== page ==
|Executive Summary: mRemote is an open-source remote connections manager that lets you manage your remote server connections from a central GUI. mRemote supports many connections protocols, including Remote Desktop Protocol (RDP), Secure Shell Handler (SSH), and HTTPS. You can use mRemote to organize your server connections, create new server connections, and find server connections easily.|
This month’s free tool isn’t necessarily a SQL Server tool, but it’s such a good Windows tool that I thought you should know about it. mRemote is a free, open-source remote connections management tool that was written using the Microsoft .NET Framework. Let’s look at how you can use mRemote to manage all your remote server connections from a central GUI.
This tool supports a wide range of connection protocols, including
• Remote Desktop Protocol (RDP)
• Virtual Network Computing (VNC)
• Citrix XenApp
• Secure Shell Handler (SSH)
• TELecommunication NETwork (TELNET)
You can store mRemote connection information in SQL Server. Storing connection details in SQL Server, instead of in native XML flat files, lets you see new or changed connections in real time in all mRemote sessions that are connected to the database.
You can import connections directly from Active Directory and then use mRemote’s folders to organize your connections into groups or subgroups, as shown in the Connection pane in Web Figure 1. mRemote lets you use inheritance on folders to store properties that underlying connections can then inherit. You can also store “global credentials” (i.e., logon credentials that are used when no other credentials are supplied) that can be used when no other credentials have been assigned to a connection. This functionality can be useful for implementing domain-wide credentials. For example, you might have three servers that you connect to in one domain and three servers that you connect to in another domain. You can simply create two folders, one for each domain, with global credentials that will then be applied to any servers in those folders that you want to connect to.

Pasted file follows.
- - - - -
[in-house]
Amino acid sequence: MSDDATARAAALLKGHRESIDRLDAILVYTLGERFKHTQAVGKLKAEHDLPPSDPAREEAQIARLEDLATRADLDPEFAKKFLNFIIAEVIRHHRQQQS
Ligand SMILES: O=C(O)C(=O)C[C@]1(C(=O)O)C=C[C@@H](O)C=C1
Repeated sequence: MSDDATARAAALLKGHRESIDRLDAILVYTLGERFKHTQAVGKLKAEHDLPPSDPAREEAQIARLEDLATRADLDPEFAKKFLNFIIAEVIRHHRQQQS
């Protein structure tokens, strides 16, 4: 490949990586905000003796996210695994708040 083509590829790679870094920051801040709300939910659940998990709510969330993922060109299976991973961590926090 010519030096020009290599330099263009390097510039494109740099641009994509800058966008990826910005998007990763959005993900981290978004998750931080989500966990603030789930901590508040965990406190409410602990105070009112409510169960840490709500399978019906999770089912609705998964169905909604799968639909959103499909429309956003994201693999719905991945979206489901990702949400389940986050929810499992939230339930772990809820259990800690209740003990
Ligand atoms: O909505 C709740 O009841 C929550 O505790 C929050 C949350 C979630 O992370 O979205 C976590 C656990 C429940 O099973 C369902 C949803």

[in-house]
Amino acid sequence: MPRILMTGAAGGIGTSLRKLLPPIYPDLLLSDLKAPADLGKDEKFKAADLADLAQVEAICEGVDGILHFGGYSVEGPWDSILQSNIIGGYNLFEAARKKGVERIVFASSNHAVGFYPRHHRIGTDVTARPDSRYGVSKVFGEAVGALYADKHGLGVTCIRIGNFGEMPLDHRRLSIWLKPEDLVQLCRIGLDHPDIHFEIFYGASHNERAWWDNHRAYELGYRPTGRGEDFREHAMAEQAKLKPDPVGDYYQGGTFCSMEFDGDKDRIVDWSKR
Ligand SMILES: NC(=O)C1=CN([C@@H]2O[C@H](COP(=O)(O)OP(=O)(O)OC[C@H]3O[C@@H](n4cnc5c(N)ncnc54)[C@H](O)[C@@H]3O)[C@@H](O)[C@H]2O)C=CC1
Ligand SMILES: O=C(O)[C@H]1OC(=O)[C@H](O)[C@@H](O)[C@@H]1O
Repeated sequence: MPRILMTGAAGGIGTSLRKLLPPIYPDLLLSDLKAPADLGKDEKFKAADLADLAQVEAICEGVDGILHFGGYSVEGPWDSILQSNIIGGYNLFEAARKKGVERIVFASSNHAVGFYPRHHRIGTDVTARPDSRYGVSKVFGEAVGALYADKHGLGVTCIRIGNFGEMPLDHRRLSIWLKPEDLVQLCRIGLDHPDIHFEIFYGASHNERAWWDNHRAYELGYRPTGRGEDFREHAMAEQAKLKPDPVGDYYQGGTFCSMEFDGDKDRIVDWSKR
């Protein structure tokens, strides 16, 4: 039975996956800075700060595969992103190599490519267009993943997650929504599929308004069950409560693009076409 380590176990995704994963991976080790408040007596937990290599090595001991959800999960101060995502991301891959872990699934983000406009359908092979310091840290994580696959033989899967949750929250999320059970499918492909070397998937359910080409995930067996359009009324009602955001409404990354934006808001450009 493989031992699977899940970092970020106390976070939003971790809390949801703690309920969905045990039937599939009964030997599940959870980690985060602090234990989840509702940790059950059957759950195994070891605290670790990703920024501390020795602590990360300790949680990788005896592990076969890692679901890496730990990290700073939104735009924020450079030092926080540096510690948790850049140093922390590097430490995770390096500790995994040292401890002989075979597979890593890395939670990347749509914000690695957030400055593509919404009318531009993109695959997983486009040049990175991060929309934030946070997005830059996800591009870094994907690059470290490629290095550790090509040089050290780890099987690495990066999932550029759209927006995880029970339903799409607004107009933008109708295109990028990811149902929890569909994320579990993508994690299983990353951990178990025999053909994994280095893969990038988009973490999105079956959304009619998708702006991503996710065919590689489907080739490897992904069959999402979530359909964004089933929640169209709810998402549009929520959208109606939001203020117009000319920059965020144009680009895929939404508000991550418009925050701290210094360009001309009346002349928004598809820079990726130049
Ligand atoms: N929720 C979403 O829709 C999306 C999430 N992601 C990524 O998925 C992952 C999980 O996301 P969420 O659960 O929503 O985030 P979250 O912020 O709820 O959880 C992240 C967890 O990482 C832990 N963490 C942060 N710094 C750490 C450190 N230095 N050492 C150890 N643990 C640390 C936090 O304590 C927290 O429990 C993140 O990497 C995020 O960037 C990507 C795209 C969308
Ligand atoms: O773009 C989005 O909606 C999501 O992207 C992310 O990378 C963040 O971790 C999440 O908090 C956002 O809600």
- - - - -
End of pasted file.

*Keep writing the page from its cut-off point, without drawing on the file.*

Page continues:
mRemote also includes several nice usability features. For example, mRemote will ping your registered servers and show whether the server responded to the ping by providing a Host Up or Host Down status. In addition, it will automatically reconnect when a connection to a server is dropped and maintains information in logs for your RDP connections. If you have a lot of connections to manage, you’ll like mRemote’s Quick Connect and Quick Search features, which let you open a connection without creating an entry and quickly find a connection without searching through all of your folders, respectively. You can also assign icons to your connections so that you can easily identify them.
The tool includes several features that are typically found only in professional software, such as tooltips, which appear when you hover over connections; a useful system tray icon and “auto update” feature, which automatically downloads the latest version of mRemote; and a screenshot manager. Note that mRemote was tested on 32-bit environments and is unsupported on 64-bit environments.
It’s important to know that you’ll have to download additional software to support certain connection protocols. For example, you’ll need to download Microsoft Terminal Services Client 6.0 (www.microsoft.com/downloads/details.aspx?FamilyId=26F11F0C-0D18-4306-ABCF-D4F18C8F5DF9&displaylang=en) if you plan to use mRemote to manage RDP connections. (The Terminal Services ActiveX Controls mstscax.dll and msrdp.ocx must be registered before you can manage RDP connections.) You’ll also need to install the Citrix XenApp or XenDesktop client (www.citrix.com/English/SS/downloads/index.asp) to manage XenApp connections using mRemote. (The Citrix Presentation Client, wfica.ocx, must be registered before you can manage Citrix XenApp connections.)